Here’s an experiment – go to your local book store and stand in the Young Adult area. Randomly throw a rock. Chances are you will hit a book with a love triangle in it. Odds are pretty good that it has a Werewolf theme to it too. Nightshade by Andrea Cremer has both of those things in spades. However, this is the book that has single-handedly restored my languishing faith in the Werewolf genre of story writing.
Recent perusals of mine into this genre have left me cold and annoyed (save Maggie Stiefvater’s sublime Shiver and Linger). Several books I have read lately end up spending too much time telling and not showing… pack dynamics, alpha/beta aggressions, running, running… running… What’s with all the running? I know it’s true to the wolf essence but really? How many hundreds of pages does one really need to read of running in the woods riotously glorifying the hunt? I am sick to death of S. Meyers clones and I want it to stop!
That said, Cremer does it right. And I am so pleased of this. When she describes this world it is just enough to pique the reader’s curiosity. The prose flows and the dialogue sings. Many of the characters are fleshed out and dimensional while not seeming like carbon copies to what’s been written before. The love story (said triangle mentioned before) is sweet and complex and trumps other romantic novels by far.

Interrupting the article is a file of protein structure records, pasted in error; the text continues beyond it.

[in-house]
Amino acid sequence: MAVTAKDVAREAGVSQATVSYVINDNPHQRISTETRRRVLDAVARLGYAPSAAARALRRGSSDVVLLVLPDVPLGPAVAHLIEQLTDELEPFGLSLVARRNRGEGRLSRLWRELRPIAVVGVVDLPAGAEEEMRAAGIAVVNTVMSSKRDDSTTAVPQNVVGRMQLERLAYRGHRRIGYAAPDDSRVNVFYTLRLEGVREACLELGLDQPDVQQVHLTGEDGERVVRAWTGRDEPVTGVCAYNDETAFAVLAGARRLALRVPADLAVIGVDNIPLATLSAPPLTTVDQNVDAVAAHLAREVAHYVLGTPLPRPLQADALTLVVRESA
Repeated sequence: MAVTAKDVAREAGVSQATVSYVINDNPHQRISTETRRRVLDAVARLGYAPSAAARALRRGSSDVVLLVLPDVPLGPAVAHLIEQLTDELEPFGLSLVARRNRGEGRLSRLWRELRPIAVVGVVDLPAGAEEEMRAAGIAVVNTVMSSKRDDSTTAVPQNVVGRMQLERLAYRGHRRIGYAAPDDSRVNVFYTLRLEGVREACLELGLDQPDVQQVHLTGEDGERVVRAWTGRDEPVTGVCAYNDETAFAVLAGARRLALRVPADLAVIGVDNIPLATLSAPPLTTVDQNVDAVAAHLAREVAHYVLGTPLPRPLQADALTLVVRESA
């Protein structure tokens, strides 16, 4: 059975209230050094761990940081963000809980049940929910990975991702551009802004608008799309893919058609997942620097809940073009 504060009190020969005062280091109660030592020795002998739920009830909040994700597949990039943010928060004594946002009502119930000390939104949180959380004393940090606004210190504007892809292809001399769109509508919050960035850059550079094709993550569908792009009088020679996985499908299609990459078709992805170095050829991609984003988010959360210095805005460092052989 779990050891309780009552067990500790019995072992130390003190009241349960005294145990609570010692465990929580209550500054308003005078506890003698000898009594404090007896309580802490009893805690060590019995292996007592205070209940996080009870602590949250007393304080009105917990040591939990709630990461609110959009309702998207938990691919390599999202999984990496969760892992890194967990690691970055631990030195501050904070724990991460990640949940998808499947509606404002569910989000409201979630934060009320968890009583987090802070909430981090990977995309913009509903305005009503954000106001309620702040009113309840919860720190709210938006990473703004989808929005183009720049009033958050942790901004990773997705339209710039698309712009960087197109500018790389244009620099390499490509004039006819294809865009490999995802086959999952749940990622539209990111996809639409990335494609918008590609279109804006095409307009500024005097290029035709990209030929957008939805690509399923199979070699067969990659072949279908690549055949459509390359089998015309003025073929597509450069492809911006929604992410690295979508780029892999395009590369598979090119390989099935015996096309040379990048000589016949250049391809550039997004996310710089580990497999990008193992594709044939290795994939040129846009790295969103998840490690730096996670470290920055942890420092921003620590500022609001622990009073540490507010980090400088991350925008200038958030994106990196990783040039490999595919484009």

I am also pleasantly surprised that there is no big dramatic overwrought “OMG! I’m a Werewolf!!” moment to be found in this book. Calla opens up this book a werewolf, chasing down a bear from a human hiker and shifting back and forth with ease. For once, a character who knows her abilities and doesn’t spend a portion of the book learning to be her supernatural self. Bravo! How refreshing to not have to grow into it with the character, but to be it already. We can focus on other things then, like character interactions and gorgeous world building. Also a stellar plot line about the how and why this group of Werewolves came to be.
I am in awe of this idea. I can’t wait to see how this pans out. Such a great story. Wonderful debut, Cremer. You’ve earned a 5 out of 5, and a solid fan. The first of many, I trust.
– Follow the Reader –